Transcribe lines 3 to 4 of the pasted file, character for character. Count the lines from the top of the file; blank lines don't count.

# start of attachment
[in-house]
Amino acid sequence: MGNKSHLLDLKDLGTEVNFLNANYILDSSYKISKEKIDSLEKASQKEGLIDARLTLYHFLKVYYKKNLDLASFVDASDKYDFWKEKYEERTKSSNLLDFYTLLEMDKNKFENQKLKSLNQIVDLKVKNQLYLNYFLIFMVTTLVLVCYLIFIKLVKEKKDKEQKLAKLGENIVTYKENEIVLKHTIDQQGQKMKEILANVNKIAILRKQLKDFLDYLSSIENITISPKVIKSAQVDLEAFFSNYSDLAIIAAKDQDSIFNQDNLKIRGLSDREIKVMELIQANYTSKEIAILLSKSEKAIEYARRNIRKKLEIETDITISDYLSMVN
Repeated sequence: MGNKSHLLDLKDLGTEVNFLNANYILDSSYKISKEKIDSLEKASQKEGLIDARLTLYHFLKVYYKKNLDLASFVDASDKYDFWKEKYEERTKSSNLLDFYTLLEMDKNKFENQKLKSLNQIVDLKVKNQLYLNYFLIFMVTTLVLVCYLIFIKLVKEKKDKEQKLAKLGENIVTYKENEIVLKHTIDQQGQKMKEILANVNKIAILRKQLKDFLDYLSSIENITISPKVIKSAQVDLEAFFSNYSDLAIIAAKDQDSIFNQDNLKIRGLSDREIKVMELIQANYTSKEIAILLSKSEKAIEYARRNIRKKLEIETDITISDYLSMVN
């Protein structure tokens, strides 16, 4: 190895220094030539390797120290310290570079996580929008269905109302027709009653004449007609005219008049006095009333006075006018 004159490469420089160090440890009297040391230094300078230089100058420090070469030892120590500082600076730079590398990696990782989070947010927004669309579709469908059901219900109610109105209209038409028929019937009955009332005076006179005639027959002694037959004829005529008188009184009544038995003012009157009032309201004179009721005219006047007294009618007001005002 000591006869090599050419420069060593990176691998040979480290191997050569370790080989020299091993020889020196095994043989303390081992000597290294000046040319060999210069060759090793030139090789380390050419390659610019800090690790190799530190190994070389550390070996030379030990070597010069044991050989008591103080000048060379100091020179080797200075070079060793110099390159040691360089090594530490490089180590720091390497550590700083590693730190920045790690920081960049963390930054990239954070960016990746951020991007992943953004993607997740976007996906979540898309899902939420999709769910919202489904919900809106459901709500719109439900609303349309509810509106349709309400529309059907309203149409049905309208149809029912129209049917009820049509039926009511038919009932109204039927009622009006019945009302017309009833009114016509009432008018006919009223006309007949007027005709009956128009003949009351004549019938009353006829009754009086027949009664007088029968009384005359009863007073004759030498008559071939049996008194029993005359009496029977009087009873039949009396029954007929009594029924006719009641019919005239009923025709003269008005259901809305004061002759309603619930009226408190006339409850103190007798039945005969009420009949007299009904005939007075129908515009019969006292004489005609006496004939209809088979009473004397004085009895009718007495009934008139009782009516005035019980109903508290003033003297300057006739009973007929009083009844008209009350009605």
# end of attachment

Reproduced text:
Repeated sequence: MGNKSHLLDLKDLGTEVNFLNANYILDSSYKISKEKIDSLEKASQKEGLIDARLTLYHFLKVYYKKNLDLASFVDASDKYDFWKEKYEERTKSSNLLDFYTLLEMDKNKFENQKLKSLNQIVDLKVKNQLYLNYFLIFMVTTLVLVCYLIFIKLVKEKKDKEQKLAKLGENIVTYKENEIVLKHTIDQQGQKMKEILANVNKIAILRKQLKDFLDYLSSIENITISPKVIKSAQVDLEAFFSNYSDLAIIAAKDQDSIFNQDNLKIRGLSDREIKVMELIQANYTSKEIAILLSKSEKAIEYARRNIRKKLEIETDITISDYLSMVN
């Protein structure tokens, strides 16, 4: 190895220094030539390797120290310290570079996580929008269905109302027709009653004449007609005219008049006095009333006075006018 004159490469420089160090440890009297040391230094300078230089100058420090070469030892120590500082600076730079590398990696990782989070947010927004669309579709469908059901219900109610109105209209038409028929019937009955009332005076006179005639027959002694037959004829005529008188009184009544038995003012009157009032309201004179009721005219006047007294009618007001005002 000591006869090599050419420069060593990176691998040979480290191997050569370790080989020299091993020889020196095994043989303390081992000597290294000046040319060999210069060759090793030139090789380390050419390659610019800090690790190799530190190994070389550390070996030379030990070597010069044991050989008591103080000048060379100091020179080797200075070079060793110099390159040691360089090594530490490089180590720091390497550590700083590693730190920045790690920081960049963390930054990239954070960016990746951020991007992943953004993607997740976007996906979540898309899902939420999709769910919202489904919900809106459901709500719109439900609303349309509810509106349709309400529309059907309203149409049905309208149809029912129209049917009820049509039926009511038919009932109204039927009622009006019945009302017309009833009114016509009432008018006919009223006309007949007027005709009956128009003949009351004549019938009353006829009754009086027949009664007088029968009384005359009863007073004759030498008559071939049996008194029993005359009496029977009087009873039949009396029954007929009594029924006719009641019919005239009923025709003269008005259901809305004061002759309603619930009226408190006339409850103190007798039945005969009420009949007299009904005939007075129908515009019969006292004489005609006496004939209809088979009473004397004085009895009718007495009934008139009782009516005035019980109903508290003033003297300057006739009973007929009083009844008209009350009605």